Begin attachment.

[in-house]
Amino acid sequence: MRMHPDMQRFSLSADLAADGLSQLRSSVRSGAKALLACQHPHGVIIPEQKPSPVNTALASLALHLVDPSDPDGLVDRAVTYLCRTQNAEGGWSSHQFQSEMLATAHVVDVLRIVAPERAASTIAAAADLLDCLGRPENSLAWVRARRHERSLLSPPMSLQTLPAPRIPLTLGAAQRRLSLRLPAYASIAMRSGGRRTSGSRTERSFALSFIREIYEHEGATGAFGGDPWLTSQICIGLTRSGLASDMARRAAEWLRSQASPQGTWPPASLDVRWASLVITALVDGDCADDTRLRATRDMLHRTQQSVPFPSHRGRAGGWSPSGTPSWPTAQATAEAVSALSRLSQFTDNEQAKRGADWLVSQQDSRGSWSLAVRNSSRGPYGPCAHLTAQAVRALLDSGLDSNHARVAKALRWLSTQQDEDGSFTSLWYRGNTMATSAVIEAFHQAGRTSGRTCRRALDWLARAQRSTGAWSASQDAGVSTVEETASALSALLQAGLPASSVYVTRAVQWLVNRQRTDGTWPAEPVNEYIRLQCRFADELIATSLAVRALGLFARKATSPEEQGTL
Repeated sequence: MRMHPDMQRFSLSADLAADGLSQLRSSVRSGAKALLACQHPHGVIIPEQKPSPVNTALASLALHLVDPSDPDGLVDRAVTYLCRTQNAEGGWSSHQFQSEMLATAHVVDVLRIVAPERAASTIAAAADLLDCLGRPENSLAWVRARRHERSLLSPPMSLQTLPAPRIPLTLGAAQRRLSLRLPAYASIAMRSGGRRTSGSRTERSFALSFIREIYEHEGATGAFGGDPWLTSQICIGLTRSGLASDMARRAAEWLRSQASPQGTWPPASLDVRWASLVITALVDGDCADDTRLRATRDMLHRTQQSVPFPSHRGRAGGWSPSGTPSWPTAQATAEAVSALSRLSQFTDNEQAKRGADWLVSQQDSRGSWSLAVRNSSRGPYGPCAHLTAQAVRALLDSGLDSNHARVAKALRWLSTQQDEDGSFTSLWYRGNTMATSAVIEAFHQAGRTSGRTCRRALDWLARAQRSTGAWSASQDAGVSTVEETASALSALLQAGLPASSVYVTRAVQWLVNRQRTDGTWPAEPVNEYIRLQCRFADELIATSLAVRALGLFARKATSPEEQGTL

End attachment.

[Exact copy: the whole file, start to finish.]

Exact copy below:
[in-house]
Amino acid sequence: MRMHPDMQRFSLSADLAADGLSQLRSSVRSGAKALLACQHPHGVIIPEQKPSPVNTALASLALHLVDPSDPDGLVDRAVTYLCRTQNAEGGWSSHQFQSEMLATAHVVDVLRIVAPERAASTIAAAADLLDCLGRPENSLAWVRARRHERSLLSPPMSLQTLPAPRIPLTLGAAQRRLSLRLPAYASIAMRSGGRRTSGSRTERSFALSFIREIYEHEGATGAFGGDPWLTSQICIGLTRSGLASDMARRAAEWLRSQASPQGTWPPASLDVRWASLVITALVDGDCADDTRLRATRDMLHRTQQSVPFPSHRGRAGGWSPSGTPSWPTAQATAEAVSALSRLSQFTDNEQAKRGADWLVSQQDSRGSWSLAVRNSSRGPYGPCAHLTAQAVRALLDSGLDSNHARVAKALRWLSTQQDEDGSFTSLWYRGNTMATSAVIEAFHQAGRTSGRTCRRALDWLARAQRSTGAWSASQDAGVSTVEETASALSALLQAGLPASSVYVTRAVQWLVNRQRTDGTWPAEPVNEYIRLQCRFADELIATSLAVRALGLFARKATSPEEQGTL
Repeated sequence: MRMHPDMQRFSLSADLAADGLSQLRSSVRSGAKALLACQHPHGVIIPEQKPSPVNTALASLALHLVDPSDPDGLVDRAVTYLCRTQNAEGGWSSHQFQSEMLATAHVVDVLRIVAPERAASTIAAAADLLDCLGRPENSLAWVRARRHERSLLSPPMSLQTLPAPRIPLTLGAAQRRLSLRLPAYASIAMRSGGRRTSGSRTERSFALSFIREIYEHEGATGAFGGDPWLTSQICIGLTRSGLASDMARRAAEWLRSQASPQGTWPPASLDVRWASLVITALVDGDCADDTRLRATRDMLHRTQQSVPFPSHRGRAGGWSPSGTPSWPTAQATAEAVSALSRLSQFTDNEQAKRGADWLVSQQDSRGSWSLAVRNSSRGPYGPCAHLTAQAVRALLDSGLDSNHARVAKALRWLSTQQDEDGSFTSLWYRGNTMATSAVIEAFHQAGRTSGRTCRRALDWLARAQRSTGAWSASQDAGVSTVEETASALSALLQAGLPASSVYVTRAVQWLVNRQRTDGTWPAEPVNEYIRLQCRFADELIATSLAVRALGLFARKATSPEEQGTL